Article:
Apple and U2 Leverage Disruption
After hearing U2 announce, during Apple’s keynote last week, that their surprise new album, Songs of Innocence, would be available for free on iTunes, I was impressed but dubious. Was this just a shrewd corporate maneuver? Did the band recognize that their long-enduring popularity was now waning, along with their musical relevance? Perhaps this is a brilliant example of innovation.
Here is why this is a smart move for U2 as artists. The disruption of the music business by the internet and downloadable music is complete. Remember Napster and their brash attack on the music industry? Everyone fought them and MP3 internet piracy, trying to keep the current model of album sales intact. It was a mess and no one was benefiting. There was now a better way to distribute and access music. However, it was not aligned with artist rights to their creative content. Then, Steve Jobs and Apple came up with a new model that changed the way we purchase and consume music. When was the last time you went to a record store or bought a CD?
Today, artists no longer make their money selling albums. The revenue comes from promotional events like concerts, merchandise and corporate sponsors. As a business, musicians are creating content that is monetized through their ability to capitalize on their popularity, not receipts from album sales.
Not everyone is a U2 fan. There is already a backlash of people complaining that U2 surreptitiously penetrated their personal iTunes purchase queue. But, there are still plenty of U2 followers and there is a lot of overlap with the consumers of Apple products. So how many of the 500,000 iTunes accounts can Apple and U2 reach with a free album? And, how does this change consumer behavior in relation to U2? Hint – the sales of their extensive back album catalog have already jumped.
Here are the facts of the market. U2 has been around and have aged, along with their audience. They have a reputation for self-promotion, celebrity status, and huge, money making tours. The maturity of U2 audience allows them to sell tickets to a built-in fanbase who have the disposable income to pay higher ticket prices. Meanwhile, U2 is finding it harder to record relevant material and connect with their audience. While their popularity is permanently established, their recent album sales have been steadily declining.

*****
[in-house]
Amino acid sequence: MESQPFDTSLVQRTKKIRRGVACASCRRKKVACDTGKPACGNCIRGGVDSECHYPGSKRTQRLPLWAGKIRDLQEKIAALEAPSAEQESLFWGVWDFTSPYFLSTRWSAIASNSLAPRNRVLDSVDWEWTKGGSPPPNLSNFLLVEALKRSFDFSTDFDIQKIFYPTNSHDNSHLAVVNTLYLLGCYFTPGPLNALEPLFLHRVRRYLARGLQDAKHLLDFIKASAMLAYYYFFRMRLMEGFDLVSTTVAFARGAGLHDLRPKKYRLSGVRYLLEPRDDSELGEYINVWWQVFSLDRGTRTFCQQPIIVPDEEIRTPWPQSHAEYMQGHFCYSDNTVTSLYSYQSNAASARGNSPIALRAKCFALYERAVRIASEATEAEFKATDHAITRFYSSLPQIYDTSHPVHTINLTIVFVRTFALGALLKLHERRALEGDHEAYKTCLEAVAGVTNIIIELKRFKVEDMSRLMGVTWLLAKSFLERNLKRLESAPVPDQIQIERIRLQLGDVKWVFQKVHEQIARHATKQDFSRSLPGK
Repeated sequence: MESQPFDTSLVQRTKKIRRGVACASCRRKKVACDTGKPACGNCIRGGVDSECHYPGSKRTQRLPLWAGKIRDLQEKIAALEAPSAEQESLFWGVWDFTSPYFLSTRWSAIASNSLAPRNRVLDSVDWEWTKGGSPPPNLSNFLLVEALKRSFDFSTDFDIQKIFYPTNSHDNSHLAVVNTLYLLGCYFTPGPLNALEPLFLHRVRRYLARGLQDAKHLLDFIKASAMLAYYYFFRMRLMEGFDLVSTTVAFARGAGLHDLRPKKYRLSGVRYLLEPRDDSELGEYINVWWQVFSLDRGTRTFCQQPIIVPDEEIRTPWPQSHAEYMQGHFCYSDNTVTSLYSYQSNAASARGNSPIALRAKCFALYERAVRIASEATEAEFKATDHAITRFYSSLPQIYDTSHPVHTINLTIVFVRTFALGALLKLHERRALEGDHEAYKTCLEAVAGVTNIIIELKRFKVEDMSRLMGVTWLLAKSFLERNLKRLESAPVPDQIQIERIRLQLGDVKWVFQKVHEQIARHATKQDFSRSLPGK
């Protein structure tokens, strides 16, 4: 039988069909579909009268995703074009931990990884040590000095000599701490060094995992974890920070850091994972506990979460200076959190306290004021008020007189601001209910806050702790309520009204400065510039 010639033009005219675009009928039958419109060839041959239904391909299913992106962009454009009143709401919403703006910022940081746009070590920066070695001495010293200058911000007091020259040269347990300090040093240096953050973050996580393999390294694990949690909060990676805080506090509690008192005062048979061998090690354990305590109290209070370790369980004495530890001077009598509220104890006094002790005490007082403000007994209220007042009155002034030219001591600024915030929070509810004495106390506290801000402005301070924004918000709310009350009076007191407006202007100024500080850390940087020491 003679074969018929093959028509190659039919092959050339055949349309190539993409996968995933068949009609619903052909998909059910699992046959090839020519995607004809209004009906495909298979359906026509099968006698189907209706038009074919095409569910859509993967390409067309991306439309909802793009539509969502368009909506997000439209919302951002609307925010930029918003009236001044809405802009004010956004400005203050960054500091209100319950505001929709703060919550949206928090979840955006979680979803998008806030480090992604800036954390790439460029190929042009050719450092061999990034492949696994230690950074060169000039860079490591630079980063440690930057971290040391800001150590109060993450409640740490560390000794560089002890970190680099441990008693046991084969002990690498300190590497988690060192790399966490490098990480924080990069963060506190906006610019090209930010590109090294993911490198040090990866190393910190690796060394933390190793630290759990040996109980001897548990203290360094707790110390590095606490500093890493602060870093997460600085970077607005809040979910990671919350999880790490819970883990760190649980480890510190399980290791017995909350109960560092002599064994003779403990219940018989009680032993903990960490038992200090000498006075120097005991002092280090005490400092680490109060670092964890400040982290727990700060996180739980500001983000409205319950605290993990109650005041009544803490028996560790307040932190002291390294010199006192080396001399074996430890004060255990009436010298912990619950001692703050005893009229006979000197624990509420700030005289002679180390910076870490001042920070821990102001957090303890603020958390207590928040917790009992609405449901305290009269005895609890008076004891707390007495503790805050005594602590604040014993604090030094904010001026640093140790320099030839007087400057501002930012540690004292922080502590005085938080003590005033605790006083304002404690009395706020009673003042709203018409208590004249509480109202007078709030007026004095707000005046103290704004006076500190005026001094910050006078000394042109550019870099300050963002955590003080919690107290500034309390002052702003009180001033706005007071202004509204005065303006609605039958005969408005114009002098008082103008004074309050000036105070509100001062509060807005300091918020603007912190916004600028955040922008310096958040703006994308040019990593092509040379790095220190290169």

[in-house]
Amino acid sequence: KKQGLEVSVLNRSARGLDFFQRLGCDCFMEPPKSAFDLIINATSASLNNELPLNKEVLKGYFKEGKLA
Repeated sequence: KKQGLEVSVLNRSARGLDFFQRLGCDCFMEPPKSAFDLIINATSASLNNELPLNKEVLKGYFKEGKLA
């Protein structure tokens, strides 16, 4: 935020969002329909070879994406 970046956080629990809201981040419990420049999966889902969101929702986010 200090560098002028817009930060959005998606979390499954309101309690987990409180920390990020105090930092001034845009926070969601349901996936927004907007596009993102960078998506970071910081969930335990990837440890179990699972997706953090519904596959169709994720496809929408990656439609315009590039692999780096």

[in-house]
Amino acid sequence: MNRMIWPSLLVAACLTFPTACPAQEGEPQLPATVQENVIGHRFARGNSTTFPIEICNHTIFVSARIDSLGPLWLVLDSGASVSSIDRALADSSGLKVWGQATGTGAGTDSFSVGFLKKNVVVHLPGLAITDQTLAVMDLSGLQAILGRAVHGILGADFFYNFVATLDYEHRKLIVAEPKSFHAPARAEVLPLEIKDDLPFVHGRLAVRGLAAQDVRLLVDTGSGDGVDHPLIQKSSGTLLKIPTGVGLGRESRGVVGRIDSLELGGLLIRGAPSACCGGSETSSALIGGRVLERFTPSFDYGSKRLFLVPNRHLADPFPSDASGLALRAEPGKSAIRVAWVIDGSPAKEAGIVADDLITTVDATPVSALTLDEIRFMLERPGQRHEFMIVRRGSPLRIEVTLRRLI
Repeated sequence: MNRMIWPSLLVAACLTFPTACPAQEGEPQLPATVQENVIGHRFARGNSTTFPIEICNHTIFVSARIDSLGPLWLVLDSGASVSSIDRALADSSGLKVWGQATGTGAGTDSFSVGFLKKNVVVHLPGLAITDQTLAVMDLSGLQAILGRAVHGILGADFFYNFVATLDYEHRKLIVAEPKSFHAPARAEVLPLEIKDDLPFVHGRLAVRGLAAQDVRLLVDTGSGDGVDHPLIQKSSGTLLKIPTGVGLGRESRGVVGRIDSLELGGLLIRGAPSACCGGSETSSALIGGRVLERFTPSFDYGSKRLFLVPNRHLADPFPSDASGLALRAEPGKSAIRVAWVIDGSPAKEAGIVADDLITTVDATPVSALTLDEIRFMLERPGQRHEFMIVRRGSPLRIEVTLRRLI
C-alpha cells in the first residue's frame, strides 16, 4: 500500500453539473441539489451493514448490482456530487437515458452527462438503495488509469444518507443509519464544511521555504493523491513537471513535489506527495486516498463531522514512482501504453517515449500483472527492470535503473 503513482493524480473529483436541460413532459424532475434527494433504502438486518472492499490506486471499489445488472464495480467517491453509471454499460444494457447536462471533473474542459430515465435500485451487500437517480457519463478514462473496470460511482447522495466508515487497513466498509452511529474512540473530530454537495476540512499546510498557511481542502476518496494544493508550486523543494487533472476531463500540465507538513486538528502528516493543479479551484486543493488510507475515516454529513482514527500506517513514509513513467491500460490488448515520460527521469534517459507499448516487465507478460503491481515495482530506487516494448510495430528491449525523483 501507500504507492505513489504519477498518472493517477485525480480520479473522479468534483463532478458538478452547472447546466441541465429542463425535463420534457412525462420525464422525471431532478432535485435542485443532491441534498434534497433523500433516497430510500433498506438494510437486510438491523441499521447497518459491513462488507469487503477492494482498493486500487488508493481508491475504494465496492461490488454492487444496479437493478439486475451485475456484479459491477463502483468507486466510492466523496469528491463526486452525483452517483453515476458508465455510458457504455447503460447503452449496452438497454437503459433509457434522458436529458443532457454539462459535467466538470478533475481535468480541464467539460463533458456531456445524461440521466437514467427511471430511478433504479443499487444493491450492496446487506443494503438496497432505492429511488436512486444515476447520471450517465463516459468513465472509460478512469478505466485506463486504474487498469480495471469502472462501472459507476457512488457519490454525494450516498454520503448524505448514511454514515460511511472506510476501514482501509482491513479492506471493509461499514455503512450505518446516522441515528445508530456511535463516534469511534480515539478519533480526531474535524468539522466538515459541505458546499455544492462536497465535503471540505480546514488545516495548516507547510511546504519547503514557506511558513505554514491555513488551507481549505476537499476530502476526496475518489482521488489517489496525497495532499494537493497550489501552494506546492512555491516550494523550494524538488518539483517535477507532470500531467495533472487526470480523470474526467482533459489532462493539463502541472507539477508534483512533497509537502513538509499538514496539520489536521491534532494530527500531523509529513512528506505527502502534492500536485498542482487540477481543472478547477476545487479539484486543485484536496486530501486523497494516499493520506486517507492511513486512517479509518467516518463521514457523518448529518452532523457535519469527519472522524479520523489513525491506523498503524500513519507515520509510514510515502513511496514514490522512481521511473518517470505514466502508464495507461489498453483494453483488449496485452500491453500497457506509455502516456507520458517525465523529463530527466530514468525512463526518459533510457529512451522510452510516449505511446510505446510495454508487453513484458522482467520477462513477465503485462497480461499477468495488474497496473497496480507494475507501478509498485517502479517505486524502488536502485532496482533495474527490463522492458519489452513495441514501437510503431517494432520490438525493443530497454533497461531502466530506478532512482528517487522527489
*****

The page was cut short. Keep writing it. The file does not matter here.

So, if U2 wanted to reach their target audience to promote their album, how would they do that today? If they had taken a traditional path, through radio interviews and articles in Rolling Stone magazine, along with an appearance on the late night talk shows, there would be little notice. We have seen them there many times, as well at the Grammys, Oscars and White House. They could have released an incredible new album and no one would have given it a chance. Like the Stones, we would still see them in concert for their hits, even if we are unfamiliar with their latest album. As much as we may pay top dollar to go to a U2 concert, who has time to see if their latest album is better than the last one? Since they no longer fit the format of most radio stations, we might not even know they have a new album.
Meanwhile, Apple needs to remind us that they are still relevant, and not aging as fast as Microsoft. New gadgets are great and people will still stand in long lines for the new watch and giant iPhone, but this hardly supports an image of thinking differently and being revolutionary. Can they make a hip commercial with rock music and people paying for coffee with their wrist-computer? I am not sure you can even do a cool commercial with people using giant phones, just like you can’t look cool carrying your wife’s purse.
What if they do all this and the album is terrible? Then we really feel duped and manipulated. None of this works if the product is bad. If they go to all this work to get us to listen, we must be rewarded and inspired. It is not my job to be a music critic, but this would be a different article if the album was going to flop. U2 found a way to leverage their age and experience by reflecting on their early influences, rather than trying to imitate their youthful angst. The songs are as potent as any they have produced and will remind their fans why they became U2 fans.
The new Apple commercial, embedded above, features U2’s first single on the record. It talks about their awakening when they heard the Ramones. Bono realized that Joey Ramone made it possible for him to be a singer. It is meta-advertising at its best. A brand advertisement (Apple) that features a different creative brand (U2) that is referencing a former creative brand (The Ramones.) That is pretty cool.
U2 has successfully leveraged the disruption in the music industry to reestablish their relevance. Fans will be thrilled. Others are generating publicity by complaining. Apple wins with a great promotional tie in that boosts the excitement around their product launches. Long live rock and roll.
image credit: apple.com
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